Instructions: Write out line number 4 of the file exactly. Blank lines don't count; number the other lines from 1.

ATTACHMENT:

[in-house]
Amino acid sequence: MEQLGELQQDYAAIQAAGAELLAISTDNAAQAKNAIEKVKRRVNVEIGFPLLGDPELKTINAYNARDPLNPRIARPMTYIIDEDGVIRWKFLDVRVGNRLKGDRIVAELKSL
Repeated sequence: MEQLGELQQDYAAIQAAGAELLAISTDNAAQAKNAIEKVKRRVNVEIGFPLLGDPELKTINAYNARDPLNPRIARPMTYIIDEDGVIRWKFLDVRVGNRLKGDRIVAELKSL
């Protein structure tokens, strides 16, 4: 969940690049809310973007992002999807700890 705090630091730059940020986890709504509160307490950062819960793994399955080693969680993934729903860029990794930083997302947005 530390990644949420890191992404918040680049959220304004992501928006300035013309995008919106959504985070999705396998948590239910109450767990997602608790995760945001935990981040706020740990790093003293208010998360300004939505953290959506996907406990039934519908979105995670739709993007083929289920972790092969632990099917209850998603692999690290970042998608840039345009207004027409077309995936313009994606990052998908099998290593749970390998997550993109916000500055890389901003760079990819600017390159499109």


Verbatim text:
């Protein structure tokens, strides 16, 4: 969940690049809310973007992002999807700890 705090630091730059940020986890709504509160307490950062819960793994399955080693969680993934729903860029990794930083997302947005 530390990644949420890191992404918040680049959220304004992501928006300035013309995008919106959504985070999705396998948590239910109450767990997602608790995760945001935990981040706020740990790093003293208010998360300004939505953290959506996907406990039934519908979105995670739709993007083929289920972790092969632990099917209850998603692999690290970042998608840039345009207004027409077309995936313009994606990052998908099998290593749970390998997550993109916000500055890389901003760079990819600017390159499109």